"My mother," says Nicoll, in one of his letters, "in her early years, was an ardent book-woman.
When she became poor, her time was too precious to admit of its being spent in reading, and I generally read to her while she was working; for she took care that the children should not want education."
Robert's subsequent instruction at school included the common branches of reading, writing, and accounts; the remainder of his education was his own work.
He became a voracious reader, laying half the parish under contribution for books.
A circulating library was got up in the neighboring village of Auchtergaven, which the lad managed to connect himself with, and his mind became stored apace.
Robert, like the rest of the children, when he became big enough and old enough, was sent out to field-work, to contribute by the aid of his slender gains towards the common store.
At seven he was sent to the herding of cattle, an occupation, by the way, in which many distinguished
Scotchmen—Burns, James Ferguson, Mungo Park, Dr. Murray (the Orientalist), and James Hogg—spent their early
years. In winter, Nicoll attended the school with his "fee."
When occupied in herding, the boy had always a book for his companion; and he read going to his work and returning from it.
While engaged in this humble vocation he read most of the Waverley novels.
At a future period of his life, he says, "I can yet look back with no common feelings on the wood in which, while herding, I read Kenilworth."
Probably the perusal of that beautiful fiction never gave a purer pleasure, even in the stately halls of rank and fashion, than it gave to the poor herd-boy in the wood at Tulliebelton.
When twelve years of age, Robert was taken from the herding, and went to work in the garden of a neighbouring proprietor.
Shortly after, when about thirteen, he began to scribble his thoughts, and to string rhymes together.
About this time also, as one of his intimate friends has told us, he passed through a strange phasis of being.
He was in the practice of relating to his companions the most wonderful and incredible stories as
facts,—stories that matched the wonders of the Arabian Tales,—and evidencing the inordinate
ascendancy at that time of his imagination over the other faculties of his mind.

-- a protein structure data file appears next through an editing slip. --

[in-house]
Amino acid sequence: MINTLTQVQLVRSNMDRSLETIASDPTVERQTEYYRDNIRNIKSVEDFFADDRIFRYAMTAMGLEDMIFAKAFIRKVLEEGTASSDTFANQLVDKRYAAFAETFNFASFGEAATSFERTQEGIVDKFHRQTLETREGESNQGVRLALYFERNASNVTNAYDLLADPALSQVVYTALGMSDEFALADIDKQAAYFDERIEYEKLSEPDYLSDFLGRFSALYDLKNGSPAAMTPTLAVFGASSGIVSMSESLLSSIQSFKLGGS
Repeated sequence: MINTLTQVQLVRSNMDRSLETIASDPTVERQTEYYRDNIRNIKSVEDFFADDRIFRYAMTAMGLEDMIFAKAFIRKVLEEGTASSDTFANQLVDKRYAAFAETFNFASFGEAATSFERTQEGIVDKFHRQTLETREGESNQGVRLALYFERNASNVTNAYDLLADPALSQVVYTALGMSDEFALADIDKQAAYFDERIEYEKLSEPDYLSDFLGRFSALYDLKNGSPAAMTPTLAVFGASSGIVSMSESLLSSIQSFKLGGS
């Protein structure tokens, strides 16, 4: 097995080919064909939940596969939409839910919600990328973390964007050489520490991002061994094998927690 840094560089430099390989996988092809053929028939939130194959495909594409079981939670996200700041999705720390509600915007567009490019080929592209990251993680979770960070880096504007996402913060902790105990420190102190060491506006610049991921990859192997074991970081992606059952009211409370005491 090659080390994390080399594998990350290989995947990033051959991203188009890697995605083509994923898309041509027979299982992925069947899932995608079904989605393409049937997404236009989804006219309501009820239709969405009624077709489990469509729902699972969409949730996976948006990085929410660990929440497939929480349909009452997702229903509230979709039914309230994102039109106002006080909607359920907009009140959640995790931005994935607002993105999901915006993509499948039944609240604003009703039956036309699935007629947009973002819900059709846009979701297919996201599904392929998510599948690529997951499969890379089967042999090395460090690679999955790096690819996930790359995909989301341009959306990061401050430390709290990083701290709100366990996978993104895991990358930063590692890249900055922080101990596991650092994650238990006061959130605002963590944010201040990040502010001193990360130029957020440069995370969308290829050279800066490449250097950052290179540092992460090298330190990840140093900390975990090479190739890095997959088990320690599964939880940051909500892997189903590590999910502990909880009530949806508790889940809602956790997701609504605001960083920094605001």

The tales and novel literature, which, in common with all other kinds of books, he devoured with avidity, probably tended to the development of this disease (for such it really seemed to be) in his young and excitable nature.
As for the verses which he then wrote, they were not at all such as satisfied himself; for, despairing of ever being able to write the English language correctly, he gathered all his papers together and made a bonfire of them, resolving to write no more "poetry" for the present.
He became, however, the local correspondent of a provincial newspaper circulating in the district, furnishing it with weekly paragraphs and scraps of news, on the state of the weather, crops, &c.
His return for this service was an occasional copy of the paper, and the consequence attendant on being the "correspondent" of the village.
But another person was afterwards found more to the liking of the editor of the paper, and Robert, to his chagrin, lost his profitless post.
This is the chapel where the matin hymn
Was chanted duly for a thousand years,
Till faith grew cold and doubtful, truth grew dim,
Till earnest hope was wither'd up by sneers.
Within it now no glorious thing appears:
But as the dewy wind blows swiftly by,
Upon the thoughtful listener's joyful ears
Doth come a sweet and holy symphony,
And nature's choristers are chanting masses high!
A Woodland Walk
Nicoll's next change was an important one to him.
He left his native hamlet and went into the world of active life. At the age of seventeen he was bound apprentice to a grocer and wine-merchant in Perth.